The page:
Impact Analysis: Mark Martin, Hendrick Motorsports

by Fraser Lovat on July 17, 2008 @ 11:35:56 PDT

 


Hendrick Motorsports announced June 27 that driver Casey Mears, who pilots the No. 5 CARQUEST/Kellogg's Chevrolet, would be leaving the team after the 2008 NASCAR Sprint Cup Series season. Owner Rick Hendrick issued a statement on the release of Mears at the end of the season.

"We've put a ton of emphasis on the No. 5 program," said Hendrick. "It's been a total team effort, and Casey has worked as hard as anyone to help us improve. We've tested more than we ever have, but the results just haven't come."

Mears has only one top-five and four top-10 finishes in 18 starts this season.

Change of scenery

The team then announced Friday, July 4, that Dale Earnhardt Inc. driver Mark Martin signed a two-year agreement to drive for Hendrick beginning in 2009. Martin will race the full 2009 Sprint Cup Series schedule in the No. 5 Chevrolet. It will be Martin's first full season of Sprint Cup competition since 2006, in which he finished ninth in points. He will run a partial Cup schedule in 2010 and will share the No. 5 Chevy with a to-be-determined driver. He will compete in 26 events, including the Budweiser Shootout and the NASCAR Sprint All-Star Race, which are non-points races.

Career recap

Martin is a 26-year veteran of stock car racing but has never won a Sprint Cup Series championship. He has been the runner-up four times and has finished in the top five 12 times. The 49-year-old has reached Victory Lane 35 times in his storied career, which ranks him 17th on the all-time win list and third among active drivers. Martin has also recorded 241 top-five and 391 top-10 finishes in 711 starts, while adding 33 poles to his credit.

Martin also has 48 wins in the NASCAR Nationwide Series, which is most all-time.

High expectations

The move to the New York Yankees of motorsports in '09 will likely be the Arkansas native's last legitimate chance at earning his first Cup championship. However, Martin will be 50 years old when next season starts, and only a few drivers have won a championship after the age of 40. Bobby Allison won the championship in 1983 at the age of 45, and Lee Petty won in 1959 at the same age. Martin will become the oldest Cup champion in NASCAR history should he win it all in '09.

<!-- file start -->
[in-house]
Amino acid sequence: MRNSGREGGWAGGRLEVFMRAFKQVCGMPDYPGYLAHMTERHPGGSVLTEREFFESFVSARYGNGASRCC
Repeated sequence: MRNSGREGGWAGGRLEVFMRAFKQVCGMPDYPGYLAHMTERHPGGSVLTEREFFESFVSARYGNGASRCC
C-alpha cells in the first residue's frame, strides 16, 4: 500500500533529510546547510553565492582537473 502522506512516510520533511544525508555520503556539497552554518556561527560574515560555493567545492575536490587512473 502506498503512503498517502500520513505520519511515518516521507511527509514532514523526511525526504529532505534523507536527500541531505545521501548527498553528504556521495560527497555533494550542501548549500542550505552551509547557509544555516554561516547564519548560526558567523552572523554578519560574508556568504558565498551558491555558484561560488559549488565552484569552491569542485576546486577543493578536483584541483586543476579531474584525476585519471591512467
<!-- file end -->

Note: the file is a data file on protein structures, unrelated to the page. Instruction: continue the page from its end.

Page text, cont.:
It's obvious after the news about Mears being released at the end of the season that drivers at Hendrick are under the microscope a lot more than other drivers, and deservedly so. It's no secret that Hendrick has the best resources and arguably the best drivers on their roster, which means Martin will absolutely have to find the win column and consistently land in the top 10 to keep his full-time job.

Unfortunately, it appears Martin's best days are behind him, failing to win a race since the 2005 season. Drivers and crew chiefs have stated that you can't win every race, so the goal is to be consistent - something Martin has failed to be the last few seasons. He has not recorded double-digit top-five finishes in each of the last two seasons and does not appear to be on his way to reaching that mark this season; although, Martin is running a partial schedule. From 1989 to 2005, Martin amassed double-digit top-five finishes in 15 of those 17 seasons.

Fantasy outlook

Advantages:

  • Martin will be working with the best in the business
  • He has worked with No. 5 Chevrolet crew chief Alan Gustafson in the Nationwide Series
  • Martin qualified for the Chase for the Sprint Cup championship in all three of his full-time seasons since the Chase was implemented

Disadvantages:

  • Martin has not run a full schedule since 2006
  • He has not won a Cup race since 2005 (Kansas)
  • History is against him
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About Fraser Lovat

Fraser is a Hot off the Wire Analyst with KFFL and has been with the company since 2007.

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